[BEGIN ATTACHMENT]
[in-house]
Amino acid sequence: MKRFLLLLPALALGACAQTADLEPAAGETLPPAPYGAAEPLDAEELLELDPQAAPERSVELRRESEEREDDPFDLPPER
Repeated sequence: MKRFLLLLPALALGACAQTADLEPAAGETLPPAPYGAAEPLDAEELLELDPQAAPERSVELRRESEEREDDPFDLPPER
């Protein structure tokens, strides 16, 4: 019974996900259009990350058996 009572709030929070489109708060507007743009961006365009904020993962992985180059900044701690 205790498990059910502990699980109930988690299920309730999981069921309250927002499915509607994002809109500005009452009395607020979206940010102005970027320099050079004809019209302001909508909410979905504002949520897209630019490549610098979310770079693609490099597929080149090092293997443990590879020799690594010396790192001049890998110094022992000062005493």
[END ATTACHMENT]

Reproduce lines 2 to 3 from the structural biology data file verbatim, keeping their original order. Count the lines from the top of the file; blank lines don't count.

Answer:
Amino acid sequence: MKRFLLLLPALALGACAQTADLEPAAGETLPPAPYGAAEPLDAEELLELDPQAAPERSVELRRESEEREDDPFDLPPER
Repeated sequence: MKRFLLLLPALALGACAQTADLEPAAGETLPPAPYGAAEPLDAEELLELDPQAAPERSVELRRESEEREDDPFDLPPER